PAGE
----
However, they found that exposure to AI did not result in a drop in overall employment. In fact, across the 23 countries, in occupations with the highest exposure to AI, employment grew between 2012 and 2019, while actual working hours decreased in occupations with the lowest exposure, largely due to more people doing part-time work. Additionally, the growth in employment was not necessarily due to an increase in jobs that require AI-related technical skills.
“This is because job postings requiring AI skills remain a very small share of overall job postings. In 2019, on average across the 36 occupations analysed, job postings that require AI skills accounted for only 0.14% of overall postings in the United Kingdom and 0.24% in the United States. By contrast, across the same 36 occupations, employment grew by 8.82% on average in the United States and 11.15% in the United Kingdom between 2012 and 2019,” the researchers report.
They argue that while AI may have substituted workers regarding certain skills, it appears to have created more opportunities for workers with digital skills. This group is also likely to find it easier to use AI effectively in their occupations even though they do not necessarily possess AI-related technical skills. In some cases, the authors note that AI has led to higher productivity, thus lowering production costs, “which can lead to increased employment if demand for a product or service is sufficiently price elastic. This was the case, for example, for weavers in the industrial revolution.”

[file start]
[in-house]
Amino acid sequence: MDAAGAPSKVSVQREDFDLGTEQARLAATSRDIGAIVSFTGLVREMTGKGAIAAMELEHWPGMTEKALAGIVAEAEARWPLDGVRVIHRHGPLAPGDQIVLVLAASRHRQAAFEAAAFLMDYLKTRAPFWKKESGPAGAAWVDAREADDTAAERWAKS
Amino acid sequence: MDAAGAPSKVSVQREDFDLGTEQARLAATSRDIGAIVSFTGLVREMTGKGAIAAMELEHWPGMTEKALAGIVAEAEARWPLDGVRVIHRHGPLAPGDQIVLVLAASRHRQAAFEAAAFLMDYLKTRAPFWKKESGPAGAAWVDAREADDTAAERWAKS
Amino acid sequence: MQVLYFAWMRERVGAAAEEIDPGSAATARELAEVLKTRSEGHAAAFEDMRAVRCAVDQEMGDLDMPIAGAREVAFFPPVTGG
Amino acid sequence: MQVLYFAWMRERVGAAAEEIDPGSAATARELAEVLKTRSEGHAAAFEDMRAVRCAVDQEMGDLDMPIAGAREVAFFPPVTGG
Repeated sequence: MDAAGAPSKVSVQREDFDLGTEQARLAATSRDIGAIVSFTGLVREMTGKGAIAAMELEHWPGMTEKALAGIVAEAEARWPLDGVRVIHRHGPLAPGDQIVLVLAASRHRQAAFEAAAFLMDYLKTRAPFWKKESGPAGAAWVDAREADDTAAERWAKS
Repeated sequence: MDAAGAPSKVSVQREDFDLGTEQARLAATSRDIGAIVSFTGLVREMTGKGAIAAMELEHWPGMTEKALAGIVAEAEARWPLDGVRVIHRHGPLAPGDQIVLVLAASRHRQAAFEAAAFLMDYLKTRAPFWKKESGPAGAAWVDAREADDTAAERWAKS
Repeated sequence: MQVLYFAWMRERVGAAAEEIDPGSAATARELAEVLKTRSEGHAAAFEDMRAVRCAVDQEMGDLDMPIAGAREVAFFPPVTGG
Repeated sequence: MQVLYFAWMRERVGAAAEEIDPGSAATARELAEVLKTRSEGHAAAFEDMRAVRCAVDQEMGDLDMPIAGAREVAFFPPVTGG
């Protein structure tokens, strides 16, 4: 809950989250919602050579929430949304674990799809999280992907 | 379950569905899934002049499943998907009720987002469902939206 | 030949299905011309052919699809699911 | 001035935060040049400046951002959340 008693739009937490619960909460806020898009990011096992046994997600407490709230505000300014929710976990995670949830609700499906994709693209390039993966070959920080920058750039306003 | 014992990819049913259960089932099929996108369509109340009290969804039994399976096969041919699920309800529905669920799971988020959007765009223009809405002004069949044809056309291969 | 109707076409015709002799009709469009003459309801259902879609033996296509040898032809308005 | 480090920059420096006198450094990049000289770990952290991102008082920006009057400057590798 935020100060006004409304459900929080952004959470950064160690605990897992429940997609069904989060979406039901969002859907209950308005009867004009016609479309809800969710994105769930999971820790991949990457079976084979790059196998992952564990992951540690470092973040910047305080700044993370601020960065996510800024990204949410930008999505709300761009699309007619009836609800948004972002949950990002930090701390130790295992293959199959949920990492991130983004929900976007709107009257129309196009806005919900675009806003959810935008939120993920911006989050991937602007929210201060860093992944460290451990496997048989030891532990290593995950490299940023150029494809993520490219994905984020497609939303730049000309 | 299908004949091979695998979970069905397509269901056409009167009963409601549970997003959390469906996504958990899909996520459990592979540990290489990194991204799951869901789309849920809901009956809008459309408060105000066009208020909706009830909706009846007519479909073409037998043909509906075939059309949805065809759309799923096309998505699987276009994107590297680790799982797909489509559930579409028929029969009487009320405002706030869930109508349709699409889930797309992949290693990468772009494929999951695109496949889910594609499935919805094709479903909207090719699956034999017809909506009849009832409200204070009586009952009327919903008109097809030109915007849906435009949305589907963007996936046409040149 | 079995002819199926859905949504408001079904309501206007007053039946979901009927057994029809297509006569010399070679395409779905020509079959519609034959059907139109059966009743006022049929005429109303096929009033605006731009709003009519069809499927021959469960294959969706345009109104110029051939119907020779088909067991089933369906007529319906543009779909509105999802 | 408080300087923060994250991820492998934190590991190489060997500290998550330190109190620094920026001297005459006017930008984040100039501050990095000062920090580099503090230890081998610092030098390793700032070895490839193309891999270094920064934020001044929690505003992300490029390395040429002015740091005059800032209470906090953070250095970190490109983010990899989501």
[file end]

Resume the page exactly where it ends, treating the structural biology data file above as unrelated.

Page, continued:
Notably, occupations with the highest computer use experienced higher employment growth during the period studied. 
“AI applications relevant to these occupations include: identifying investment opportunities, optimising production in manufacturing plants, identifying problems on assembly lines, analysing and filtering recorded job interviews, and translation. In contrast, high computer-use occupations with low or negative employment growth were occupations with relatively low exposure to AI, such as clerical workers, and teaching professionals,” the study finds. 
It is worth noting that while the study goes as far as 2019, much more progress has been happening since in AI. As of 2022, easily accessible AI software can now create visual art, videos, and summarise discussions; further expanding the number of occupations exposed to AI.
Not so long ago, at the advent of the computer, some feared that automation would lead to major job losses. Sentiments such as these led James Bessen, an economist and lecturer at the Boston University school of law, to investigate the relationship between computer automation and jobs, looking as far back as 1980, and specifically at US data. 
Among his findings, published in 2016, he writes: “Employment grows significantly faster in occupations that use computers more. At the sample mean, computer use is associated with about a 1.7% increase in employment per year… However, computer use is associated with growth in well-paid jobs and decreases in low-paid jobs, hence with a substantial reallocation of jobs, requiring workers to learn new skills to shift occupations.” 
He adds that computer use is also associated with an increase in the “share of an occupation’s workforce with four or more years of college, even for occupations that do not require a college degree.” However, while computer automation has not led to an overall drop in US employment numbers according to his investigation, Bessen found it to be associated with greater wage inequality between those who have the necessary computer skills and those who don’t, “accounting for 45% of the growth in the wage gap between the 90th and 50th percentiles of the entire workforce since 1990.” DM/ML